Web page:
# Advances in Complex Electromagnetic Media

Complex artificial materials (metamaterials) strongly interact with light and can be used to fabricate structures which mimic a material response that has no natural equivalent. Classical tools for the design of optical or radio frequency devices are often ill-suited to utilize such media or have shortcomings in their ability to capture important physics in the device behavior. Recently it has been demonstrated that the structure of Maxwell's equations can be used to exploit this newly available freedom. By leveraging the `form-invariance' of Maxwell's equations under coordinate transforms, it is possible to develop material distributions in which light will behave as though flowing through warped coordinates. This design process is termed `transformation optics' and has inspired the creation of many novel electromagnetic structures such as the invisibility cloak.

In this dissertation the tools used in the field of transformation optics will be explored and expanded. Several new designs are discussed, each of which expands upon the ideas that have previously been employed in the field. To begin, I show that the explicit use of a transformation which extends throughout all space may be used to reduce the overall size of an optical device without changing its optical properties. A lens is chosen as a canonical device to demonstrate this behavior. For this work I provided the original idea for a compressing transformation as well as its dielectric-only implementation. I then mentored Dan Roberts as he confirmed the device properties through simulation. I further demonstrate that currents may be succesfully employed within the framework of transformation optics-resulting in novel antenna designs. For this work I suggested handling the sheet currents as the limit of a volumetric current density. I also demonstrated how an intermediate coordinate system could be used to easily handle the types of transformatios which were being explored.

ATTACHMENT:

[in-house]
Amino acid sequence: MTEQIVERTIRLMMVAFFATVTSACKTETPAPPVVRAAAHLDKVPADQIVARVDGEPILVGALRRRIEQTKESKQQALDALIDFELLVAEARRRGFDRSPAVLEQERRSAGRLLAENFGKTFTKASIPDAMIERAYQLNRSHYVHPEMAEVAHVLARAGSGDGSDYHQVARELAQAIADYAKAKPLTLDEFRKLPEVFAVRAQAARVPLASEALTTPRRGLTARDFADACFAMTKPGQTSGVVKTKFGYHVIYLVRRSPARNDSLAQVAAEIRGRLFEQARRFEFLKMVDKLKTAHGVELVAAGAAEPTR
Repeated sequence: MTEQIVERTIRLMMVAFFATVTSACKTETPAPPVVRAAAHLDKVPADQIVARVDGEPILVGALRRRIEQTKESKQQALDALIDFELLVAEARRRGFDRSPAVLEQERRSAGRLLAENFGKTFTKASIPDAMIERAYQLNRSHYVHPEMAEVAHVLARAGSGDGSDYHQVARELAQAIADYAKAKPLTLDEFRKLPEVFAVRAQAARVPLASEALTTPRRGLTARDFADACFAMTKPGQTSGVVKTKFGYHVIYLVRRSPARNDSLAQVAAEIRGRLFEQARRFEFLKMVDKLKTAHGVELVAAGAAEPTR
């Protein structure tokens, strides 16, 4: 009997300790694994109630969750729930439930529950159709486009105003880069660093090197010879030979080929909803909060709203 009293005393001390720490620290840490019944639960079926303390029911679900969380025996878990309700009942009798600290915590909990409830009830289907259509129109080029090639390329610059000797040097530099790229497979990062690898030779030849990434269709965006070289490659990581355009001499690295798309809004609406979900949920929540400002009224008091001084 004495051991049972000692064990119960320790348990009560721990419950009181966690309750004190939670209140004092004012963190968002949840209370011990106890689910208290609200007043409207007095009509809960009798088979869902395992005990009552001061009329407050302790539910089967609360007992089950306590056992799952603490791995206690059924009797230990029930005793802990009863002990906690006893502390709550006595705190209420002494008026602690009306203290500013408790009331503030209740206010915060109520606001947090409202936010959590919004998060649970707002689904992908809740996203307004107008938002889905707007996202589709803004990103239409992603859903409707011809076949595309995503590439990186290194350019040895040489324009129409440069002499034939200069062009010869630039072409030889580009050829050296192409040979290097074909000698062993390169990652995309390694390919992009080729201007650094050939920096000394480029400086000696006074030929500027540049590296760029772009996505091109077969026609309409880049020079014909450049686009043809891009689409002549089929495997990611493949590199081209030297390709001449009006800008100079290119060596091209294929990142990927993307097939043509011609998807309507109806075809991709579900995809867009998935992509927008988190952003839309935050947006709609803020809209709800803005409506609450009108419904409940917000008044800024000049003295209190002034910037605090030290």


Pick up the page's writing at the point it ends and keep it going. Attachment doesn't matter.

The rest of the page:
For a particular functionality the choice of transformation is, in general, not unique. It is natural, then, to seek optimized transformations which reduce the complexity of the final structure. It was recently demonstrated that for some transformations a numerical scheme could be employed to find quasi-conformal transformations for which the requisite complex material distribution could be well approximated by an isotropic, inhomogeneous media. This process was previously used to demonstrate a carpet cloak-a device which masks a bump in a mirror surface. Unlike the more common transformation optical media, which exhibit strong losses at high frequencies, isotropic designs can be readily made to function at infrared or even optical frequencies.